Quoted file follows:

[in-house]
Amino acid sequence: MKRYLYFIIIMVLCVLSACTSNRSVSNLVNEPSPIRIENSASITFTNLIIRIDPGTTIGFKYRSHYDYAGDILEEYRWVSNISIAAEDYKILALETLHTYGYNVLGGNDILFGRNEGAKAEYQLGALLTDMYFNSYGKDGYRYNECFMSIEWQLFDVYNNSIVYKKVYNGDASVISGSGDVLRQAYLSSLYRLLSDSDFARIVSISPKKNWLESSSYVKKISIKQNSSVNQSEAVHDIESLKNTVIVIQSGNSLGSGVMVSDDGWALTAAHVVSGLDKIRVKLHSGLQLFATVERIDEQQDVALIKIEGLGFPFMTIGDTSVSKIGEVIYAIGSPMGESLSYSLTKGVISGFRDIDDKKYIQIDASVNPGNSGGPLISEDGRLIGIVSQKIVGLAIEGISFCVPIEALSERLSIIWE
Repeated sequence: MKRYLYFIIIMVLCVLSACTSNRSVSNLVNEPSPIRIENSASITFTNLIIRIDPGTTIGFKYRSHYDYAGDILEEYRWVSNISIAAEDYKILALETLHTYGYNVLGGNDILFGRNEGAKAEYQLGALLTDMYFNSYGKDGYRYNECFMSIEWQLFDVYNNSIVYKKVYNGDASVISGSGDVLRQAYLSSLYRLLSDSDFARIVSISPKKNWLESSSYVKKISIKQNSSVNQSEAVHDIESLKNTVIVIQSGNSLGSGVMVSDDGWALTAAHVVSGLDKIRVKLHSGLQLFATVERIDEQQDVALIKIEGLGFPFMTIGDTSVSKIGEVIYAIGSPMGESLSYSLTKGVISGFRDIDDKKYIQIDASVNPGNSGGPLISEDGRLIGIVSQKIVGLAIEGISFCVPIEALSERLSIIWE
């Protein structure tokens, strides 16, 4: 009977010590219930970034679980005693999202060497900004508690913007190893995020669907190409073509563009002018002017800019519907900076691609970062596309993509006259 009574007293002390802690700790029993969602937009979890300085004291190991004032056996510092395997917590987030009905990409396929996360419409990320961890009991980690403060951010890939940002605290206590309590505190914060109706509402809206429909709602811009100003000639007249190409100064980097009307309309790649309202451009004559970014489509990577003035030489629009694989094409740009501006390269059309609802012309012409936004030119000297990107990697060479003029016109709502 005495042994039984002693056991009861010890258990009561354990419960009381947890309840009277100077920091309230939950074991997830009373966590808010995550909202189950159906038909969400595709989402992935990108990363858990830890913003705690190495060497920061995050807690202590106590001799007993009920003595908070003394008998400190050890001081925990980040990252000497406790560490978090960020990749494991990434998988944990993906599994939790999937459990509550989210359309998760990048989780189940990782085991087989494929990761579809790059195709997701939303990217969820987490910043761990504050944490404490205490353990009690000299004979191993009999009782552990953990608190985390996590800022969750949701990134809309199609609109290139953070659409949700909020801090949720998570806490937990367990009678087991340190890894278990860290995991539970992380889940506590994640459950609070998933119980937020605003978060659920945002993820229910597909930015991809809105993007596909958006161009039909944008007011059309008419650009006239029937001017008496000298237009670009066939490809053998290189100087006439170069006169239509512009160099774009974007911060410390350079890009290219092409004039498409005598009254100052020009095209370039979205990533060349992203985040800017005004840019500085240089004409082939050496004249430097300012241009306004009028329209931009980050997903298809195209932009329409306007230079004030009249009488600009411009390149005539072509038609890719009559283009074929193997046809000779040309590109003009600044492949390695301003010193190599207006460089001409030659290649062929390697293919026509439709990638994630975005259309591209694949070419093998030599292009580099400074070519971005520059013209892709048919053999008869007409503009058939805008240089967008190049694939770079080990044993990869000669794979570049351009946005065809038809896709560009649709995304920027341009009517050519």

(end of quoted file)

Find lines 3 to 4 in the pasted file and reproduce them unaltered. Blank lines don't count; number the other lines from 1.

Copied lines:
Repeated sequence: MKRYLYFIIIMVLCVLSACTSNRSVSNLVNEPSPIRIENSASITFTNLIIRIDPGTTIGFKYRSHYDYAGDILEEYRWVSNISIAAEDYKILALETLHTYGYNVLGGNDILFGRNEGAKAEYQLGALLTDMYFNSYGKDGYRYNECFMSIEWQLFDVYNNSIVYKKVYNGDASVISGSGDVLRQAYLSSLYRLLSDSDFARIVSISPKKNWLESSSYVKKISIKQNSSVNQSEAVHDIESLKNTVIVIQSGNSLGSGVMVSDDGWALTAAHVVSGLDKIRVKLHSGLQLFATVERIDEQQDVALIKIEGLGFPFMTIGDTSVSKIGEVIYAIGSPMGESLSYSLTKGVISGFRDIDDKKYIQIDASVNPGNSGGPLISEDGRLIGIVSQKIVGLAIEGISFCVPIEALSERLSIIWE
């Protein structure tokens, strides 16, 4: 009977010590219930970034679980005693999202060497900004508690913007190893995020669907190409073509563009002018002017800019519907900076691609970062596309993509006259 009574007293002390802690700790029993969602937009979890300085004291190991004032056996510092395997917590987030009905990409396929996360419409990320961890009991980690403060951010890939940002605290206590309590505190914060109706509402809206429909709602811009100003000639007249190409100064980097009307309309790649309202451009004559970014489509990577003035030489629009694989094409740009501006390269059309609802012309012409936004030119000297990107990697060479003029016109709502 005495042994039984002693056991009861010890258990009561354990419960009381947890309840009277100077920091309230939950074991997830009373966590808010995550909202189950159906038909969400595709989402992935990108990363858990830890913003705690190495060497920061995050807690202590106590001799007993009920003595908070003394008998400190050890001081925990980040990252000497406790560490978090960020990749494991990434998988944990993906599994939790999937459990509550989210359309998760990048989780189940990782085991087989494929990761579809790059195709997701939303990217969820987490910043761990504050944490404490205490353990009690000299004979191993009999009782552990953990608190985390996590800022969750949701990134809309199609609109290139953070659409949700909020801090949720998570806490937990367990009678087991340190890894278990860290995991539970992380889940506590994640459950609070998933119980937020605003978060659920945002993820229910597909930015991809809105993007596909958006161009039909944008007011059309008419650009006239029937001017008496000298237009670009066939490809053998290189100087006439170069006169239509512009160099774009974007911060410390350079890009290219092409004039498409005598009254100052020009095209370039979205990533060349992203985040800017005004840019500085240089004409082939050496004249430097300012241009306004009028329209931009980050997903298809195209932009329409306007230079004030009249009488600009411009390149005539072509038609890719009559283009074929193997046809000779040309590109003009600044492949390695301003010193190599207006460089001409030659290649062929390697293919026509439709990638994630975005259309591209694949070419093998030599292009580099400074070519971005520059013209892709048919053999008869007409503009058939805008240089967008190049694939770079080990044993990869000669794979570049351009946005065809038809896709560009649709995304920027341009009517050519």